The factors associated with the environmental impact are the disposal of waste sludge to landfill (not including transport emissions). The volume of carbon emissions for chemical delivery was combined into the overall environmental assessment (Figure 3).

Figure 3

Overall score for the environmental assessment.

Figure 3

Overall score for the environmental assessment.

These results show that the coagulant with the greatest environmental benefit is ACH, due to the need for less coagulant and thus fewer chemical deliveries. Additionally, the volume of sludge produced would be significantly less, likely resulting in less waste being sent to landfill.

Social assessment

The impacts on the community and GVW staff were assessed based on the impacts of the use of the alternative coagulants. Consideration was given to the WTP operators’ daily tasks, occupational health and safety, and the ease of operation at the WTP. The impact of changing coagulants on the improved quality of water that customers would receive at their taps was considered.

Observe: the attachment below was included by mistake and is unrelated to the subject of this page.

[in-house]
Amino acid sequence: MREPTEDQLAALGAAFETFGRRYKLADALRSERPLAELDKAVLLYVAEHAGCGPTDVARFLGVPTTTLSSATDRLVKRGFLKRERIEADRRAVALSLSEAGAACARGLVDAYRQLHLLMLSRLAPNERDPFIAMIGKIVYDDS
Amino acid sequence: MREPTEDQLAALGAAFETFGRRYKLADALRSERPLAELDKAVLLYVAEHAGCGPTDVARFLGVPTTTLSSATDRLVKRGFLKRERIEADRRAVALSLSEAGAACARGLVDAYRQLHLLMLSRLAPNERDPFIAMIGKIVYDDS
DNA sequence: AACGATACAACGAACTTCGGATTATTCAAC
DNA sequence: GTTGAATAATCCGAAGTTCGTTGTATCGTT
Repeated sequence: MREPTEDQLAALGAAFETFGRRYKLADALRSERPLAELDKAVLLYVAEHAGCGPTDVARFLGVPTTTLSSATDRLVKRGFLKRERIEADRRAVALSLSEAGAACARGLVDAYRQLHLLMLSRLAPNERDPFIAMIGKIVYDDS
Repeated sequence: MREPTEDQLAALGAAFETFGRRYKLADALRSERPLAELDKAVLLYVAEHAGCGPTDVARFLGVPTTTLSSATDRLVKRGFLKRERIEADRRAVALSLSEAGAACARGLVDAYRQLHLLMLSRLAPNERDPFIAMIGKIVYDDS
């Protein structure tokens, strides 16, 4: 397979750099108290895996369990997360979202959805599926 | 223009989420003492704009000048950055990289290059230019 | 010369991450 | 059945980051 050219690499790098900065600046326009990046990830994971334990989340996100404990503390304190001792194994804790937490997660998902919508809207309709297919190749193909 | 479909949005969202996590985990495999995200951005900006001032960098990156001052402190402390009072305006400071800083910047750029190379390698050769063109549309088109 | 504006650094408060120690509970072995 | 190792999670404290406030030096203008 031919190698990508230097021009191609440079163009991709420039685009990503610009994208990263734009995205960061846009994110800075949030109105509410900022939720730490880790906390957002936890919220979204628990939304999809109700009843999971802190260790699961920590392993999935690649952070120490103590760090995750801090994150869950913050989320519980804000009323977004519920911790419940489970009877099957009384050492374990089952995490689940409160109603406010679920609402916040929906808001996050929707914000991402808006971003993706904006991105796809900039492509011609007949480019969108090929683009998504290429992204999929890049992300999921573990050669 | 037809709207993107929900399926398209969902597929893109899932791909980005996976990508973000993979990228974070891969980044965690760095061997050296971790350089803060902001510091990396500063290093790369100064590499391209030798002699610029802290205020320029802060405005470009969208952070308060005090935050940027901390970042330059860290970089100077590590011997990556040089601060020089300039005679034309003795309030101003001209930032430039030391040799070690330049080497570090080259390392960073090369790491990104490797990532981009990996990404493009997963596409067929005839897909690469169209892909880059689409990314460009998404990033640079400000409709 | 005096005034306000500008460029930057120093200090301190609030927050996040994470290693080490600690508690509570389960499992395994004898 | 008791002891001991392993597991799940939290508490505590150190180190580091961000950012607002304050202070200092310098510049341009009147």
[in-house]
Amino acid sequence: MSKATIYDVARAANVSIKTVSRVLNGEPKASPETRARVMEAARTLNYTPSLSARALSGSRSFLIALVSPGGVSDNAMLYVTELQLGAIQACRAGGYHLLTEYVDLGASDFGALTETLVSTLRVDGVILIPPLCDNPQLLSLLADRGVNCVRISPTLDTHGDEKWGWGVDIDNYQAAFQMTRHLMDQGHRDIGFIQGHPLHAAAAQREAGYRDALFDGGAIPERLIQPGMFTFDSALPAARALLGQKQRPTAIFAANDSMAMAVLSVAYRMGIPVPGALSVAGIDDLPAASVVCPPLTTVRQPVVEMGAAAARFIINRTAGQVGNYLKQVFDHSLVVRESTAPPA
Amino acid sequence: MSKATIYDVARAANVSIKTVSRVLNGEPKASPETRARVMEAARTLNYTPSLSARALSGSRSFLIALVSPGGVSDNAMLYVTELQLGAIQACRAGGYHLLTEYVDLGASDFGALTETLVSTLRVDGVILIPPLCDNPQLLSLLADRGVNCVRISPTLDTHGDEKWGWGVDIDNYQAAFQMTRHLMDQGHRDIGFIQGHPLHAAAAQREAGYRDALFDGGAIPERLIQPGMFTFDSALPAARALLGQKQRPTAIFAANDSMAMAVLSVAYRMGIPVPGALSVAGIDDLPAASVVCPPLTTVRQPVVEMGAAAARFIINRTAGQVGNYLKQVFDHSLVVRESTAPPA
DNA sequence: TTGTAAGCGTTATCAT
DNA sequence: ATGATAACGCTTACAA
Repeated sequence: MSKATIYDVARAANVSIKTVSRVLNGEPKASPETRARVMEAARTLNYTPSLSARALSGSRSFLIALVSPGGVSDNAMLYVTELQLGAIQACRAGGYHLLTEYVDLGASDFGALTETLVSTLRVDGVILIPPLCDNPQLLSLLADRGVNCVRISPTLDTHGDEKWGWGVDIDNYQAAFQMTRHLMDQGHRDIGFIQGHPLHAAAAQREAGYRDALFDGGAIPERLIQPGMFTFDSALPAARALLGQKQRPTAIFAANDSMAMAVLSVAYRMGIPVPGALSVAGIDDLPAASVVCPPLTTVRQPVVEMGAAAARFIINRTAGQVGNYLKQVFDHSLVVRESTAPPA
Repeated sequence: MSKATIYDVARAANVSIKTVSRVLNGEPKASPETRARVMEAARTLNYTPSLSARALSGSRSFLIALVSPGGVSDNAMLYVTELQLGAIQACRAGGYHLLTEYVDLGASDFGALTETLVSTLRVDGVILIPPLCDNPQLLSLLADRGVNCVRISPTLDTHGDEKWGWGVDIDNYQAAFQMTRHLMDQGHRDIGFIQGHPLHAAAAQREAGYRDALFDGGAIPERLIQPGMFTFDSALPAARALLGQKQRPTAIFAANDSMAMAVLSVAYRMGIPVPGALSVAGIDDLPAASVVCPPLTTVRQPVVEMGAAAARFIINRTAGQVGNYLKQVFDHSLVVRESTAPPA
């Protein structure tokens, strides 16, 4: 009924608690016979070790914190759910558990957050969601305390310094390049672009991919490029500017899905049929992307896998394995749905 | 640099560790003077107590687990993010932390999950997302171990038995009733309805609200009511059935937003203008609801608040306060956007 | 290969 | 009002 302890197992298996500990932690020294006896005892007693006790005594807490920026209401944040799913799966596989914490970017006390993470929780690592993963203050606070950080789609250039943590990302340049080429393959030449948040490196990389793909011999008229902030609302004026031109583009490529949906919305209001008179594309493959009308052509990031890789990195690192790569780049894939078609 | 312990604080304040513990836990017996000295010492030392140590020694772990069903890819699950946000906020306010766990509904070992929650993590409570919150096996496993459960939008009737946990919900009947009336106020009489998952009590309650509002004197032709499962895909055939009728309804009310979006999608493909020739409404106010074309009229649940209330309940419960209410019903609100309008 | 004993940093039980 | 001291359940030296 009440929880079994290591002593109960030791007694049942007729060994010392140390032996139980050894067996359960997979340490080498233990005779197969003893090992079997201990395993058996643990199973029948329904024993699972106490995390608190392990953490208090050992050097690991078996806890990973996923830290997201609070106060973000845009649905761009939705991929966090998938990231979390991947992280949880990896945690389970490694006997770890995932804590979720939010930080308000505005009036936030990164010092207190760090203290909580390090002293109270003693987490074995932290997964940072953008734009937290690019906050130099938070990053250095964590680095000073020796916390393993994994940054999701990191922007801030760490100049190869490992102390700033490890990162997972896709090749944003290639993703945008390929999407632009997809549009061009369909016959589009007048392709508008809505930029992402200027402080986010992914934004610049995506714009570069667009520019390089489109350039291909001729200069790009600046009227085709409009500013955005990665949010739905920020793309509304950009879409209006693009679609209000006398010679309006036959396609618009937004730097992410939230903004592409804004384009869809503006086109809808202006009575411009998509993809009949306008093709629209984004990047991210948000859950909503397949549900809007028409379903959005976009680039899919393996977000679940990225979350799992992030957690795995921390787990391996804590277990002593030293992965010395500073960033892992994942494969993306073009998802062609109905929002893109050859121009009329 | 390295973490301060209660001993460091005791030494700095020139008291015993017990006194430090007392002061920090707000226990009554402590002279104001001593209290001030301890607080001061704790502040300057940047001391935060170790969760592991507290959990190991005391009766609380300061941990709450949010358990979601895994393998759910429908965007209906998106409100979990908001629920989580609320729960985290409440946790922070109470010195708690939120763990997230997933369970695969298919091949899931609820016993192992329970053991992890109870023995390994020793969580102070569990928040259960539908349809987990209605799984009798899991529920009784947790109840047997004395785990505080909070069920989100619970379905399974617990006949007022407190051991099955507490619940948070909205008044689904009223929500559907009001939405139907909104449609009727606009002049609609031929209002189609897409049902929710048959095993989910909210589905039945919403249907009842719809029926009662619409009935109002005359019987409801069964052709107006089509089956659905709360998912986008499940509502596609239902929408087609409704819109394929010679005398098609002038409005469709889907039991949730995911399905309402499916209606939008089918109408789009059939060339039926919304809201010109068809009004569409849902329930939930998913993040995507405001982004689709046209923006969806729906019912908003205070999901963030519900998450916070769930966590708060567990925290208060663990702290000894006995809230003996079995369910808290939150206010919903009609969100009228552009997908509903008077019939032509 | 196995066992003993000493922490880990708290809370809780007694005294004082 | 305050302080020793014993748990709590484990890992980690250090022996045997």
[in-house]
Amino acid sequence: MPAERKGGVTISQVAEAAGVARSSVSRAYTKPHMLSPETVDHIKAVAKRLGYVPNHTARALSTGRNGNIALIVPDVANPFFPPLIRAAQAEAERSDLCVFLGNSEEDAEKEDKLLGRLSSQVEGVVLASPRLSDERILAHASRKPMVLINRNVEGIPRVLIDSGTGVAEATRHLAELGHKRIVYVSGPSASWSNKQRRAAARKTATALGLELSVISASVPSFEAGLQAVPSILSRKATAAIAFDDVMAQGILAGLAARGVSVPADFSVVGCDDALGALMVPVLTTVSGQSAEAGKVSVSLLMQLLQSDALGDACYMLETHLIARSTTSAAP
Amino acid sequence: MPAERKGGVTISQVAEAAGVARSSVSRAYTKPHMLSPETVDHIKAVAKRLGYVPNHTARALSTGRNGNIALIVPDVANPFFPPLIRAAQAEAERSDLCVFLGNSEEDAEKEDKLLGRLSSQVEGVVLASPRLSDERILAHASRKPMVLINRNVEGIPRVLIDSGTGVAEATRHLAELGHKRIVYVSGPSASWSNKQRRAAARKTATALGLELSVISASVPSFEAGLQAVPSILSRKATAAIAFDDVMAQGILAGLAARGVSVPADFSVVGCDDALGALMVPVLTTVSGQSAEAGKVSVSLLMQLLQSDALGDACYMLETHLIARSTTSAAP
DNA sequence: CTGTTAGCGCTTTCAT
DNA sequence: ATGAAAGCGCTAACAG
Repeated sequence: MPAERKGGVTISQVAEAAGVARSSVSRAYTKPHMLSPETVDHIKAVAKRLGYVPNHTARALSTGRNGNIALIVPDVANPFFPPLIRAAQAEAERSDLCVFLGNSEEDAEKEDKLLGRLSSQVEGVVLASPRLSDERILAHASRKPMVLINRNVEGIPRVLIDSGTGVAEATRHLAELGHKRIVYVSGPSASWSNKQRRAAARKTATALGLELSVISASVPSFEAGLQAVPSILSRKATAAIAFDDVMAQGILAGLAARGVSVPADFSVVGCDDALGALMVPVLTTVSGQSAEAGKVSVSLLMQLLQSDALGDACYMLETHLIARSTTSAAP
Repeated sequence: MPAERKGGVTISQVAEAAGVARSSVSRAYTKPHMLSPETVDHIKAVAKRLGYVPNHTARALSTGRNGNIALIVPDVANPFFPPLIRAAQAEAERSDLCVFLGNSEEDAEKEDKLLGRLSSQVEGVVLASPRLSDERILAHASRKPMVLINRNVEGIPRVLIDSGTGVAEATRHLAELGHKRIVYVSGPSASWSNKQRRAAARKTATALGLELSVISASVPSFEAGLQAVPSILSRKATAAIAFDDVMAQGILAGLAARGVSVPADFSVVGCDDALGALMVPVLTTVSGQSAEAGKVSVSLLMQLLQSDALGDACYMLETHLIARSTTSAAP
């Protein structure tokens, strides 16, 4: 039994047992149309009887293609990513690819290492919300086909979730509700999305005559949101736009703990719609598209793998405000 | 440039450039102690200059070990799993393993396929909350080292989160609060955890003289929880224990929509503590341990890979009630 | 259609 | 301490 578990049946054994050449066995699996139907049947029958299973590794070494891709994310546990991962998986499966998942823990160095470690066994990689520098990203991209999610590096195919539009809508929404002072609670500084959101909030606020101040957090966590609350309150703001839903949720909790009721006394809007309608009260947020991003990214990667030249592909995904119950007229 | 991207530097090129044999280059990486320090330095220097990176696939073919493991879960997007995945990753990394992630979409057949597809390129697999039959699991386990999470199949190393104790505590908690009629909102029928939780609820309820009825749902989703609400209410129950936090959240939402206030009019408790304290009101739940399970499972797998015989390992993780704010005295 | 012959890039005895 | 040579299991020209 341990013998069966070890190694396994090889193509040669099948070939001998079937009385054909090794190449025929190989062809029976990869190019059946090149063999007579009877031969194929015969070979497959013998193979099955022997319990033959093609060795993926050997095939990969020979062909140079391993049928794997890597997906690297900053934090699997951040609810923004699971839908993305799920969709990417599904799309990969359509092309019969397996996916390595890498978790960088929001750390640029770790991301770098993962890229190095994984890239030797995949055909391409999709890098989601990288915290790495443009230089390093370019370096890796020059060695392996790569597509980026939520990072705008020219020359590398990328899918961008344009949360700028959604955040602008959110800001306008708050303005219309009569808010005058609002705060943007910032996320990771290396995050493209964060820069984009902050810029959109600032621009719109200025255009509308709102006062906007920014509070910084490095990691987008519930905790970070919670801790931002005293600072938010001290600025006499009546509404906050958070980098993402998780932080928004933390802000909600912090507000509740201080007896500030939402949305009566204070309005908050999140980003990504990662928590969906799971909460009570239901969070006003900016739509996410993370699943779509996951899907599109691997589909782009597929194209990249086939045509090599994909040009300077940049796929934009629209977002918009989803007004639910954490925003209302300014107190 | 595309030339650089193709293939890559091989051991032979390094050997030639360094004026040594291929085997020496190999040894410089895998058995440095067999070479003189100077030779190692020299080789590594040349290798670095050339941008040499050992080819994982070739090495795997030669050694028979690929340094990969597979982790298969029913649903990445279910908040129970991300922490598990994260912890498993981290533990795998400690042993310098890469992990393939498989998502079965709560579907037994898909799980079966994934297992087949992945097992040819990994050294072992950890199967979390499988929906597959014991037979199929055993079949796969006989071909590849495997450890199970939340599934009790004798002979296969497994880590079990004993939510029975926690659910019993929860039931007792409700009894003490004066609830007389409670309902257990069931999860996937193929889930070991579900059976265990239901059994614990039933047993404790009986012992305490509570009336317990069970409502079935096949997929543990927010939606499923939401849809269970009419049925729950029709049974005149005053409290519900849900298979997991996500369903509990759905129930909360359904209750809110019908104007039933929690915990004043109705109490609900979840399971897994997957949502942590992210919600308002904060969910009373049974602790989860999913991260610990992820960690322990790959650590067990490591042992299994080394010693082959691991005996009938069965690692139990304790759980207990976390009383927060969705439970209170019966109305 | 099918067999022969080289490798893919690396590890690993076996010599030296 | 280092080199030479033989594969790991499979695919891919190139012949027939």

Poor taste and odours are regularly cited as the key reason consumers choose alternative drinking water sources (Doria 2010). In Euroa, reports from GVW employees suggest that some customers maintain a rainwater tank for drinking water, due to concern regarding the taste and odour of their reticulated water. This situation is not unusual, with 24.3% of residents in regional and rural Australia reporting that rainwater is their main drinking water source despite having potable reticulated water (Sinclair et al. 2005). The Federal Government's guidance on the use of rainwater tanks published in 2010 (EnHealth 2010) indicates that although rainwater tanks generally have a higher bacterial count (measured as Heterotrophic Plate Count), if they are well maintained they pose minimal health risk. However, within the same document, it is stated that householders have a poor record of maintaining rainwater tanks. Consequently, the long-term health risk associated with drinking tank water was higher than comparison with reticulated water (EnHealth 2010). Therefore, based on the odour detections following jar testing, it could be proposed that by changing the coagulant to ACH and improving the taste and odour of the treated water, there is potential for the number of people maintaining rainwater tanks for drinking to be reduced, so the risk posed to their health through drinking rainwater would also be reduced.